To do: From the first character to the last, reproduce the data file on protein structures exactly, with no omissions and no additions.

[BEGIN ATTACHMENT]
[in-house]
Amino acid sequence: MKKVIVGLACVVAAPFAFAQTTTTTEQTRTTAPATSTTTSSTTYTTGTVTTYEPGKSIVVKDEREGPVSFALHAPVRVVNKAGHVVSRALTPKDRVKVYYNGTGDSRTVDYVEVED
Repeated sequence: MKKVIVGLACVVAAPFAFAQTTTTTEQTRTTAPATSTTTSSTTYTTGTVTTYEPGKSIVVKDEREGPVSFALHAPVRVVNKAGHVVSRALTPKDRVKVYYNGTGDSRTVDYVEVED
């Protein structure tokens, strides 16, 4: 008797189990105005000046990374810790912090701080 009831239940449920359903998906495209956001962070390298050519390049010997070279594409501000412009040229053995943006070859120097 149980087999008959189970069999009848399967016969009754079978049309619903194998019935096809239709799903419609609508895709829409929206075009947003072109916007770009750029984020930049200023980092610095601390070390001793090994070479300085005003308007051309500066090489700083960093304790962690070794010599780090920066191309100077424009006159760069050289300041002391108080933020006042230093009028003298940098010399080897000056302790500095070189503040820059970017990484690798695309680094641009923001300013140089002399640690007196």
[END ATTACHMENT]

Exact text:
[in-house]
Amino acid sequence: MKKVIVGLACVVAAPFAFAQTTTTTEQTRTTAPATSTTTSSTTYTTGTVTTYEPGKSIVVKDEREGPVSFALHAPVRVVNKAGHVVSRALTPKDRVKVYYNGTGDSRTVDYVEVED
Repeated sequence: MKKVIVGLACVVAAPFAFAQTTTTTEQTRTTAPATSTTTSSTTYTTGTVTTYEPGKSIVVKDEREGPVSFALHAPVRVVNKAGHVVSRALTPKDRVKVYYNGTGDSRTVDYVEVED
């Protein structure tokens, strides 16, 4: 008797189990105005000046990374810790912090701080 009831239940449920359903998906495209956001962070390298050519390049010997070279594409501000412009040229053995943006070859120097 149980087999008959189970069999009848399967016969009754079978049309619903194998019935096809239709799903419609609508895709829409929206075009947003072109916007770009750029984020930049200023980092610095601390070390001793090994070479300085005003308007051309500066090489700083960093304790962690070794010599780090920066191309100077424009006159760069050289300041002391108080933020006042230093009028003298940098010399080897000056302790500095070189503040820059970017990484690798695309680094641009923001300013140089002399640690007196």